ZDNet: Oracle developing grid management, chargeback features for Oracle VM

Paula Rooney reports on the LF’s podcast featuring Edward Screven of Oracle, with focus on virtualization management.

ZDNet: Oracle architect says there ought to be one Linux distribution

Paula Rooney reports on the LF’s Open Voices podcast with Oracle exec, Edward Screven, and comments on Linux distribution.

“One Oracle exec said there should be only one Linux distribution — Red Hat — and claimed there will be no fragmentation of that code base. In an interview with the Linux Foundation recently, Oracle’s chief corporate architect said Oracle Unbreakable Linux is not a product but a support program and he believes that there ought to be only one Linux distribution — his rival’s code base.”

OStatic: OSS Developers and the Road Less Traveled

Sam Dean discusses the career path for software developers and highlights Amanda’s blog posting on making a successful career in open source.

ZDNet: Software application development

Adrian Bridgwater reports on security appliance vendor Astaro Corporation’s contributions to the Linux kernel as reported by the LF. Open Source Driver Commitments Made at LF Summit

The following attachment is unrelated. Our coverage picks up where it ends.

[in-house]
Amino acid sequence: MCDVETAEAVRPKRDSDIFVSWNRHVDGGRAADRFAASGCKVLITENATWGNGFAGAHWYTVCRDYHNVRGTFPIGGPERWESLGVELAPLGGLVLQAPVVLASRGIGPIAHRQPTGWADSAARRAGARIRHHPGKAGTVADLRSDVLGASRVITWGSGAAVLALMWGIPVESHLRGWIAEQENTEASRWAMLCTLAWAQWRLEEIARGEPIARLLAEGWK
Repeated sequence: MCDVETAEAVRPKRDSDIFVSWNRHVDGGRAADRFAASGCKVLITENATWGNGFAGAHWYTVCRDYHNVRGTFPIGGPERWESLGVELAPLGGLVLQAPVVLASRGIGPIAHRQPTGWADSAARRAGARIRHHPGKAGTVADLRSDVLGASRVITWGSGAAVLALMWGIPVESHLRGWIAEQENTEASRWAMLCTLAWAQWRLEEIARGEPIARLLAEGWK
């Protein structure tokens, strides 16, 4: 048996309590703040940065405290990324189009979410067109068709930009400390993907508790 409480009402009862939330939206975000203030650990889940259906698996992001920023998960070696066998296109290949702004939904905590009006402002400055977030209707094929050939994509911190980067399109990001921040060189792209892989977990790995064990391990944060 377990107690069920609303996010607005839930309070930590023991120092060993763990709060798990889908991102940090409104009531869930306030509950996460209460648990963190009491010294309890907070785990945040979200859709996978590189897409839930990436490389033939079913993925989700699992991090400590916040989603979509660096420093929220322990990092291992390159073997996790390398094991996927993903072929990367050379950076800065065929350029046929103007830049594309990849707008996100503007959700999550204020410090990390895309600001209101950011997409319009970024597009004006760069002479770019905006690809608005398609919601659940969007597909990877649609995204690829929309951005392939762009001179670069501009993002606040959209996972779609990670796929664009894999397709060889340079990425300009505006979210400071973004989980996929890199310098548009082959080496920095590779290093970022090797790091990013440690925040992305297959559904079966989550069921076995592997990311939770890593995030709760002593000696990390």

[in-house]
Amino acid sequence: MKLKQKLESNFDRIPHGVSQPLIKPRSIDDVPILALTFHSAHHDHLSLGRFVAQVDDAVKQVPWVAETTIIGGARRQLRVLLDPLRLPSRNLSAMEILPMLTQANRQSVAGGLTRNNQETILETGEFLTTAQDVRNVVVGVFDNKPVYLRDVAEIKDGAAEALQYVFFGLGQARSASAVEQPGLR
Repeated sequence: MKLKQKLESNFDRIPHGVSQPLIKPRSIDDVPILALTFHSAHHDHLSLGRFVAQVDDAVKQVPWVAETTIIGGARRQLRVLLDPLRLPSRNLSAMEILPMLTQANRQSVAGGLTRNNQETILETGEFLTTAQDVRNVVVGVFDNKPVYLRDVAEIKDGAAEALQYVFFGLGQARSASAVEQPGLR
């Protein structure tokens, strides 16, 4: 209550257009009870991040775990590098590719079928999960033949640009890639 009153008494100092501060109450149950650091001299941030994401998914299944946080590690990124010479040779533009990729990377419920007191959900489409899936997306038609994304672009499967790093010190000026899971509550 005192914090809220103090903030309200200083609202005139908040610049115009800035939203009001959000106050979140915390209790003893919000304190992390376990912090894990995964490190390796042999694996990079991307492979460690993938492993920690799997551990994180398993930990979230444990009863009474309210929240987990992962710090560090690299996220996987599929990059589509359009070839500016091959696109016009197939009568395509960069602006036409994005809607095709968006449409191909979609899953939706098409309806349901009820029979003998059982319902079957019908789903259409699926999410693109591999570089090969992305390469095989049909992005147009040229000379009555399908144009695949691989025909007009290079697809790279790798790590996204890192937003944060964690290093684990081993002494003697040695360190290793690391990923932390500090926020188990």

Paul Adams reports on recent open source driver pledges and takes a wait and see approach LF Report Highlihts from Annual Summit

OSTATIC: At LF Summit, HP, Dell and Lenovo Promise Compatibility

Sam Dean writes about drivers and the recent commitments made at the LF Summit from some big players

Nick Carr’s Rough Type: Open Source as Corporate Joint Venture

Carr posts on the Linux Foundation’s “Who Writes Linux Paper.”

TechDirt: The Open Source Model Is About Organization, Not Who Signs Your Paycheck

Timothy Lee writes about the kernel contributors.

ZDNet: LSB SDK, aka 4.0, could be panacea for Linux app developers .. and Ubuntu

Paula Rooney reports on the Linux Standards Base 4.0.

“The Linux Foundation hopes that its fourth stab at a solution, the Linux Standards Base 4.0, will make it much easier and less expensive for ISVs to write a Linux application once that runs on all Linux distributions. “ISVs today only support two distributions and that is a hard reality,” said Linux kernel developer Ted Ts’o.”

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